Section A explicitly prohibits any federal funding governed by HR 3962 (the larger Affordable Health Care for America Act) going towards the provision of abortions. But if you thought that they really needed to put this in, that anyone was really ever in danger of seeing their tax dollars going to “kill babies”, well, you’re a fucking idiot. No, seriously. Behold the related 30-year-old shittiness of the Hyde Amendment. Passed in 1976, in the immediate backlash of Roe decision three years earlier, the amendment explicitly bars all appropriations for The Department of Heath and Human Service budget from going to the purpose of funding abortions. It does not prohibit all federal funding of abortion, just anything out of HHS. Since H.R. 3962 would be administrated by HHS, there was absolutely no way, shape, or form that its provisions would go to funding abortion. Got it straight?
Moving on, the second clause is the kicker: “or to cover any part of the costs of any health plan that includes coverage of abortion”. You catch that? If you have a health plan that covers abortion, you cannot receive any federal assistance. Can’t make the last $300 for a root canal? Too fucking bad. Choose between your teeth rotting out of your face or abortion coverage. Want part of your “exchange” to go towards a consultation with an allergist for your seasonal allergies that you couldn’t otherwise afford? Too fucking bad whore, you got an abortion last year on that plan.
This amendment goes beyond limiting federal funds. This explicitly bars even private insurance companies from covering abortions.
Well, so can insurance companies just offer plans with abortion coverage and ones without? Sure, if you’re cool on getting totally substandard care and no government assistance whatsoever. Given that the majority of those who see themselves in low-paying part-time positions that don’t offer health coverage are women, there’s going to be a lot of women who need federal assistance. But they won’t get it unless they accept prohibitions on their rights, and start saving for out-of-pocket abortions if they need it, instead of putting away money for retirement. That’s other thing: men won’t have to save for expensive procedures that they need. They won’t have to choose between affordable health care and their reproductive rights.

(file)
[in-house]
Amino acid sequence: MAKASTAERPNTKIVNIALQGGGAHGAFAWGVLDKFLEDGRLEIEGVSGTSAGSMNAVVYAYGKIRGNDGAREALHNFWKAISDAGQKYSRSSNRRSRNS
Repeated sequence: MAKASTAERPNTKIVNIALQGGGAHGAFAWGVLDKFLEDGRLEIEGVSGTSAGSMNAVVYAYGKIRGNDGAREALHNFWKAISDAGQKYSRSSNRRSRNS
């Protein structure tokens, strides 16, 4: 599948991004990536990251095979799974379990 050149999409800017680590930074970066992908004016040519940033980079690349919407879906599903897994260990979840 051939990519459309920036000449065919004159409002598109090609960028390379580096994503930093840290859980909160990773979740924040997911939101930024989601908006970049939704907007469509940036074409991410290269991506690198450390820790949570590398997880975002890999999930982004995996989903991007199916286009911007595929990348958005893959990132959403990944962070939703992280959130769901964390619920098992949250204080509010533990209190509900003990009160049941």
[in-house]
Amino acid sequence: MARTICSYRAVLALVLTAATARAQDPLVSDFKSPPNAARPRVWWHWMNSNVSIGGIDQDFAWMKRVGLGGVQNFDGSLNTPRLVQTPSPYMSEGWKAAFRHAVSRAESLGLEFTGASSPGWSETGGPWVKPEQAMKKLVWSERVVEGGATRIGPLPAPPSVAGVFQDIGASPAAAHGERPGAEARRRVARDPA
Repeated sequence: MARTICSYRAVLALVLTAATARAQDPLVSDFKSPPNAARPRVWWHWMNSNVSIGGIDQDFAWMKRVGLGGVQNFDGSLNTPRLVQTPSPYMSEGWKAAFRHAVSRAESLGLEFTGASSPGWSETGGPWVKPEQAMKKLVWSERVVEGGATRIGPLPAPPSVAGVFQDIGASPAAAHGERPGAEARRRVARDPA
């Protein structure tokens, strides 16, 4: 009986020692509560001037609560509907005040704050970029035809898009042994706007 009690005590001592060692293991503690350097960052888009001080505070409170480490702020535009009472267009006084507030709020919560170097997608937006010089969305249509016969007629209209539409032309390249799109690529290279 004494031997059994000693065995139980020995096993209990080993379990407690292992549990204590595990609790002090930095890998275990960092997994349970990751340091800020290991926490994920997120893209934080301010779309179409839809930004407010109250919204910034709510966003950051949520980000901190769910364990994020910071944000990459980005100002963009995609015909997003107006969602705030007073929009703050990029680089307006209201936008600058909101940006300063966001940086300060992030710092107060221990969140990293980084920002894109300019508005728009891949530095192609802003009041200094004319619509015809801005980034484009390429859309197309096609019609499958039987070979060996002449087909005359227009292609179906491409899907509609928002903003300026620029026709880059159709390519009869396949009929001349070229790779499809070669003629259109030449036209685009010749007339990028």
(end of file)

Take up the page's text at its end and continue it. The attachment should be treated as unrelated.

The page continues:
But all this begs the question: will insurance companies continue to offer abortion coverage? The answer: probably not to the extent they do now. Providing abortion coverage will undoubtedly require additional administrative costs to make sure that the company remains in compliance with the amendment. Additionally, by section C Paragraph 3, those additional administrative costs will have to be covered entirely without federal assistance that insurance companies could get if they didn’t offer abortion.
The result is obvious: some companies will just not offer abortion coverage. It’s too troublesome and expensive. If they offer it, they’re required by Section C Paragraph 3 to provide identical coverage that doesn’t cover abortions. Notice that the amendment, however, does not require that companies offer plans that do offer abortion coverage. A company would be in compliance if they did not offer coverage for abortion at all. In fact, it’s transparently obvious that this is the goal of the entire amendment: to make it so that insurance companies will have lots of incentives to never cover abortions.
If a company decided to offer coverage including abortion, the coverage would be prohibitively expensive. Not only could the insured not use federal monies for any medical procedure so long as they are covered for abortion, they also would be forced to pay higher premiums. After all, the additional administrative costs of the plan could not be paid for with federal assistance, which would transfer the additional fees directly unto women. To really sweeten the deal, you’d also be ineligible for Medicaid matching even from your state while your insurance covers abortion. Awesome.
At the end of the day, you’re left with a tiered health care system. At the very top are men. They can purchase private insurance. They can use public funds. They can do what you want with them, within reason, and not have to worry about losing coverage.
Quite a way below them are women paying for identical insurance except for abortion coverage, but paying much higher premiums. They cannot use public funds for anything.